The government’s refusal to consider the ACFN’s best defense against the megaproject, which will increase Shell’s tar sands bitumen mining capacity in this one project alone by 100,000 barrels per day, appears out of step with the federal government’s own admission that they must accommodate the rights of First Nations when considering industrial projects that entail irreversible impacts.
 
First Nations rights, especially as defined in the 1982 Constitution and subsequent court decisions, must be accommodated, according to an internal federal discussion paper, released to Greenpeace Canada’s climate and energy campaigner Keith Stewart through access to information legislation.
Wed, 2012-10-31 15:52Carol Linnitt
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Rush to Ratify: FIPA May Violate Constitutional Protection of First Nations Rights

The Canada-China Foreign Investment Promotion and Protection Agreement (FIPA) may be ratified as soon as tomorrow, November 1. This despite a massive demonstration of Canadian opposition to the investment trade deal that will lock the federal government into a dangerously undemocratic agreement with China and Chinese investors for 31 years

The proposed agreement, signed by Stephen Harper in Russia on September 9 and kept secret until September 26, is being strong-armed through the house of commons after the required 21-day session in Parliament. Political action and environmental groups, opposition party leaders and experts in the field of international trade law are urging the Harper government to reconsider the agreement's immediate ratification, demanding an open parliamentary debate before the trade deal's future is decided.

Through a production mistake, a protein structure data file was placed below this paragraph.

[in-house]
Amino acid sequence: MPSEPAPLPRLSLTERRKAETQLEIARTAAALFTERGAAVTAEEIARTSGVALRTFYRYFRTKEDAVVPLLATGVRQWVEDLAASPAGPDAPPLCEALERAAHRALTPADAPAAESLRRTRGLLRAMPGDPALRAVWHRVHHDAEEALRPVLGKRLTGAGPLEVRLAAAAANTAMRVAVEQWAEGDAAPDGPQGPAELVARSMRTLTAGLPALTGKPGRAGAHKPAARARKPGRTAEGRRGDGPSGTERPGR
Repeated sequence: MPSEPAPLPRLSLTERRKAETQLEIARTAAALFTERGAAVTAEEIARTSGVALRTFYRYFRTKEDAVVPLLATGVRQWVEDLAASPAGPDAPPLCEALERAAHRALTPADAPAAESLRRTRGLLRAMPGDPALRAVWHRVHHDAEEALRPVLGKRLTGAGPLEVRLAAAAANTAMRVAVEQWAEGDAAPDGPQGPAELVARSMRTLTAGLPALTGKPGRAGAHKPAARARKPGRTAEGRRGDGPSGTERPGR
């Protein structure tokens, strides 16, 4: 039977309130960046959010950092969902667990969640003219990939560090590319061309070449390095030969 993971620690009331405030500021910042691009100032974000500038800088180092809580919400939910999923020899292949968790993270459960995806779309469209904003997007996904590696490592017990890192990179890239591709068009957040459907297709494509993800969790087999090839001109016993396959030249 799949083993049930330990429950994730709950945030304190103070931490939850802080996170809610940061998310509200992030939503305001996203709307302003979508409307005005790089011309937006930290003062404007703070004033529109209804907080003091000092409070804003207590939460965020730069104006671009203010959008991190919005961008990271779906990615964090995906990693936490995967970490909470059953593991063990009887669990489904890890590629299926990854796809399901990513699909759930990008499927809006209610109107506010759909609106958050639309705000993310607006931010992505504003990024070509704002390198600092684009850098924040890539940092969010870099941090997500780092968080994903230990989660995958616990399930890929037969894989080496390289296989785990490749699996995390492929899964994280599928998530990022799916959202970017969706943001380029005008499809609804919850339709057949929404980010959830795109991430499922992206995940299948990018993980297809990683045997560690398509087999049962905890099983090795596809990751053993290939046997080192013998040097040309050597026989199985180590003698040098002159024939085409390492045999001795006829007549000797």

So far all requests to throw out the deal, host a national debate, investigate the deal in emergency Parliamentary discussions, or indefinitely delay the deal's ratification, have gone unheeded by the Harper government.
 
Under FIPA the federal government is obliged to protect investor rights and profits, even to compensate for lost profits. That means when it comes to disputes involving Chinese investors, like the one over the future of Enbridge's Northern Gateway Pipeline, the Canadian government will have a duty to protect investor profits and not necessarily the jurisdictional rights of the British Columbian government, people or First Nations. 
Tue, 2011-08-02 11:15Carol Linnitt
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If You Build It, They Will Spill: Dene First Nation Opposes Enbridge Tar Sands Pipeline

The proposed Enbridge Northern Gateway Pipeline spans a massive stretch of provincial territory from Edmonton, Alberta to Kitimat, B.C. Over 50 percent of the planned pipeline and tanker routes snake through First Nations territory, which prohibits such development according to their traditional laws.

With over 100 pipeline spills and accidents recorded in Canada over the past two years there is only one thing to say about pipelines; they will spill.” These words, from Dene National Chief Bill Erasmus, marked the passing of a resolution, unanimously signed by 35 Chiefs of Denendeh, to oppose the pipeline’s construction.

The Yinka Dene Alliance expressed in May that, under no circumstance, were they interested in negotiating with Enbridge.

Now, this powerful front of aboriginal nations are demonstrating their solidarity with the Yinka Dene Alliance. “These Nations now have the support of Dene from northern Alberta to the Arctic coast,” says Erasmus.